The Louisiana Purchase Exposition Commission was created by act of the Rhode Island General Assembly ion April 17, 1903 in act entitled, “An Act to Provide for the Collection, Preparation, and Exhibition of the Exhibits from the State of Rhode Island at the Louisiana Purchase Exposition at St. Louis, State of Missouri, in 1904”. This act created a commission that was designated the Louisiana Purchase Exposition Commission of Rhode Island. The commission consisted of three citizens of the state that were appointed by the Governor and four citizens that were appointed by the Speaker of the House of Representatives. The Commissioners were:
Robert B. Treat, Warwick
William F. Gleason, Providence
Edwin G. Penniman, Providence
George E. Ball, Providence
Patrick E. Hayes, Pawtucket
Frank L. Budlong, Cranston
George L. Shepley, Providence
The commission was charged with the collection, preparation, and exhibition at the Louisiana Purchase Exposition of exhibits of the natural and industrial products of the state, and of objects illustrating the state’s history and its moral and material development. A final report to the General Assembly was required by the establishing act.
Celebrating the 1803 Louisiana Purchase, the exposition area covered two square miles and included more than two hundred buildings. Both the size and the cost of $19.6 million were double that of the Columbian Exposition ten years before. A major goal of the event was to demonstrate progress, a term many felt was synonymous with the civilization represented by the industrialized Western nations.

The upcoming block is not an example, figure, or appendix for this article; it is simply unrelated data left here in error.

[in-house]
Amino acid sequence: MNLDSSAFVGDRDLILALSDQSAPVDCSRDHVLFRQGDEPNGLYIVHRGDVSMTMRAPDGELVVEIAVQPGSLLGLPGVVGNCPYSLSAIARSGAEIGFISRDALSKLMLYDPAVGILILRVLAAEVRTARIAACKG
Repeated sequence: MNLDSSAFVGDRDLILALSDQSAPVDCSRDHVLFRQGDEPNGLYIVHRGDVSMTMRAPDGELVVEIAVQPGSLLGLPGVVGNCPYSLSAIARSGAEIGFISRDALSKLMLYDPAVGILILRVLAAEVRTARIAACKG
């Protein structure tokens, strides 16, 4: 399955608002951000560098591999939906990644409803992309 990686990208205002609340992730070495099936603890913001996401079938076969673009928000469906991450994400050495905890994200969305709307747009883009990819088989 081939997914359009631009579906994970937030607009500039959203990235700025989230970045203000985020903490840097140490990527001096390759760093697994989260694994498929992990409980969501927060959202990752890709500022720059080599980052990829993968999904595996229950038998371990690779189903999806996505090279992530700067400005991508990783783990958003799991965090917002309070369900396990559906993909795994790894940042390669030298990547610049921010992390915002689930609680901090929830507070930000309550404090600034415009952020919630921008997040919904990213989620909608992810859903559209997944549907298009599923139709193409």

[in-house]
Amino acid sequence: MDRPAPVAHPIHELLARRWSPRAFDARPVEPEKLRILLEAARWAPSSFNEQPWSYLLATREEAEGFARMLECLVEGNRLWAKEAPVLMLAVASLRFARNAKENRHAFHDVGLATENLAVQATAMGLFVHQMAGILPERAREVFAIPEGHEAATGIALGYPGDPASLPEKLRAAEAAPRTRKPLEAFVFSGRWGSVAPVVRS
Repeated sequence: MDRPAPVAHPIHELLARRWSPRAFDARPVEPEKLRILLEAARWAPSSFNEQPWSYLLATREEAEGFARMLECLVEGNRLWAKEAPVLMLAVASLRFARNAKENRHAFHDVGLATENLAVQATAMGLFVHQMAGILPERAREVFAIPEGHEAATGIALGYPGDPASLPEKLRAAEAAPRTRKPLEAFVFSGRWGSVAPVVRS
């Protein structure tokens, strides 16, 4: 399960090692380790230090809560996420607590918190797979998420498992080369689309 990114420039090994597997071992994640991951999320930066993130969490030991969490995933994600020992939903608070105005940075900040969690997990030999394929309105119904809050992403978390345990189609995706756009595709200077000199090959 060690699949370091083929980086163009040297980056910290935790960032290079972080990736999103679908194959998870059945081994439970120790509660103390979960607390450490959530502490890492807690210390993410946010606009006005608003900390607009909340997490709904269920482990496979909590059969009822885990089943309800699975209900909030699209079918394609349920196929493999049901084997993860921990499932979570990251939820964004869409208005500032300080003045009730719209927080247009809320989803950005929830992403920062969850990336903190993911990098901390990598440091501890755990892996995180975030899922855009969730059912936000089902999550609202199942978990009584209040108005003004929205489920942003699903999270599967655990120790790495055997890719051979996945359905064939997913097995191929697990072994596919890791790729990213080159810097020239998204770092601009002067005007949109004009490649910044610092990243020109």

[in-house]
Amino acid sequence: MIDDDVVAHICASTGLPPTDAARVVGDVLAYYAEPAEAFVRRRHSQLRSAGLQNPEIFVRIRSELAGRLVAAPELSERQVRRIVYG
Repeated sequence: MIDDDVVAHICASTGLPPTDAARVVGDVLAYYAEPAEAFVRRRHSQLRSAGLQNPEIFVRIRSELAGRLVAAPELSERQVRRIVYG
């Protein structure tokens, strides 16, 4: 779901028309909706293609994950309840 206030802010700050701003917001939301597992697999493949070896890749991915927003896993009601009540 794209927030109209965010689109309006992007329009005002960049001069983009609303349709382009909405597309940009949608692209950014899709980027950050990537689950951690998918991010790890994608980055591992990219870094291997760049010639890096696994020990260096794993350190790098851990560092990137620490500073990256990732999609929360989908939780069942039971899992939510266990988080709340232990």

Many exhibits focused on technological advancement. Among the scientific displays was the first successful demonstration of wireless telegraphy between the ground and the air in the United States. At heights varying from 1400 feet to 2 miles, messages were received from the ground station. Another first was the meteorological balloon experiments which sent small balloons up to altitudes of 51,000 feet to record temperatures.
An important component of the fair was the Department of Physical Culture which demonstrated the progress made in attaining better health. The underlying goal was to demonstrate the superiority of the Anglo-Saxon "civilized" man over the supposed "primitives" in the rest of the world. This aspect of the fair gained visibility when the 1904 Olympic Games were brought to St. Louis. This third modern Olympiad focused on individual events and athletic club events such as gymnastics and track and field since there were no national teams. Because there were few international competitors, Americans won almost all events.
As in the previous American World's Fairs, the emphasis on the "civilized" verses the "primitive" resulted in its reinforcing racial stereotypes. The so-called anthropological exhibits were arranged to emphasize the superiority of Caucasian accomplishments. The epitome of this view was the Philippines exhibit which included a group of Igorot Tribesmen living in a small reservation on the fairgrounds. They were displayed as savages in need of the civilizing presence of the white man. The "civilizing" force was the American government who had taken over that country, officially at the end of the Spanish-American War in 1899, and in fact after the Philippine-American War of 1899 to 1902.